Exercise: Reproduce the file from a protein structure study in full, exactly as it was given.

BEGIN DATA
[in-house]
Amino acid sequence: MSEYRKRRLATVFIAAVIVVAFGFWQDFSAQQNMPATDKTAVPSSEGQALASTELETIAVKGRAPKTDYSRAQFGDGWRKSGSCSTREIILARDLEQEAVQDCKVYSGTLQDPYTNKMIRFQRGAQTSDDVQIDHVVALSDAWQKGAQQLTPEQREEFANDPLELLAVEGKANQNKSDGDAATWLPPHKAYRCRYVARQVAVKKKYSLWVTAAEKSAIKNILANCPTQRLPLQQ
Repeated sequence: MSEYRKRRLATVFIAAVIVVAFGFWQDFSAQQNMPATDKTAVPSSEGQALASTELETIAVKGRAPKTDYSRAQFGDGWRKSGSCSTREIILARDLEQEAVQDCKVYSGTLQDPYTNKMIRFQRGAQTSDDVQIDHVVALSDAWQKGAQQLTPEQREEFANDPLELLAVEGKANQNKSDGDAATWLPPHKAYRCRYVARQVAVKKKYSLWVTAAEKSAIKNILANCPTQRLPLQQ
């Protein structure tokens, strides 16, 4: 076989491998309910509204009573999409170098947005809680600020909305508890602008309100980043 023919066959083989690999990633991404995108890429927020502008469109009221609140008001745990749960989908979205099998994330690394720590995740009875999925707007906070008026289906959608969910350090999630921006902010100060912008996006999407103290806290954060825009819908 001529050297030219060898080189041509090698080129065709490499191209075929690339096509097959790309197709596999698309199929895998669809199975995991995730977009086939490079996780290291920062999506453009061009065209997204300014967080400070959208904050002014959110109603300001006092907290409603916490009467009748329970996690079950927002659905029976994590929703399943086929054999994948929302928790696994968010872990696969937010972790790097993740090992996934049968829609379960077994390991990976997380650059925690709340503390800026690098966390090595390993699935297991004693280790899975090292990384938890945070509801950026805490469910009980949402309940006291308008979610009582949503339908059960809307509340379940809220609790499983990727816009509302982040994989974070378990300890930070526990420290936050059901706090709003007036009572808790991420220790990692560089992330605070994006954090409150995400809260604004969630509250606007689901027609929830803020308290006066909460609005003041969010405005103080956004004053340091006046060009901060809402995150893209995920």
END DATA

[in-house]
Amino acid sequence: MSEYRKRRLATVFIAAVIVVAFGFWQDFSAQQNMPATDKTAVPSSEGQALASTELETIAVKGRAPKTDYSRAQFGDGWRKSGSCSTREIILARDLEQEAVQDCKVYSGTLQDPYTNKMIRFQRGAQTSDDVQIDHVVALSDAWQKGAQQLTPEQREEFANDPLELLAVEGKANQNKSDGDAATWLPPHKAYRCRYVARQVAVKKKYSLWVTAAEKSAIKNILANCPTQRLPLQQ
Repeated sequence: MSEYRKRRLATVFIAAVIVVAFGFWQDFSAQQNMPATDKTAVPSSEGQALASTELETIAVKGRAPKTDYSRAQFGDGWRKSGSCSTREIILARDLEQEAVQDCKVYSGTLQDPYTNKMIRFQRGAQTSDDVQIDHVVALSDAWQKGAQQLTPEQREEFANDPLELLAVEGKANQNKSDGDAATWLPPHKAYRCRYVARQVAVKKKYSLWVTAAEKSAIKNILANCPTQRLPLQQ
């Protein structure tokens, strides 16, 4: 076989491998309910509204009573999409170098947005809680600020909305508890602008309100980043 023919066959083989690999990633991404995108890429927020502008469109009221609140008001745990749960989908979205099998994330690394720590995740009875999925707007906070008026289906959608969910350090999630921006902010100060912008996006999407103290806290954060825009819908 001529050297030219060898080189041509090698080129065709490499191209075929690339096509097959790309197709596999698309199929895998669809199975995991995730977009086939490079996780290291920062999506453009061009065209997204300014967080400070959208904050002014959110109603300001006092907290409603916490009467009748329970996690079950927002659905029976994590929703399943086929054999994948929302928790696994968010872990696969937010972790790097993740090992996934049968829609379960077994390991990976997380650059925690709340503390800026690098966390090595390993699935297991004693280790899975090292990384938890945070509801950026805490469910009980949402309940006291308008979610009582949503339908059960809307509340379940809220609790499983990727816009509302982040994989974070378990300890930070526990420290936050059901706090709003007036009572808790991420220790990692560089992330605070994006954090409150995400809260604004969630509250606007689901027609929830803020308290006066909460609005003041969010405005103080956004004053340091006046060009901060809402995150893209995920």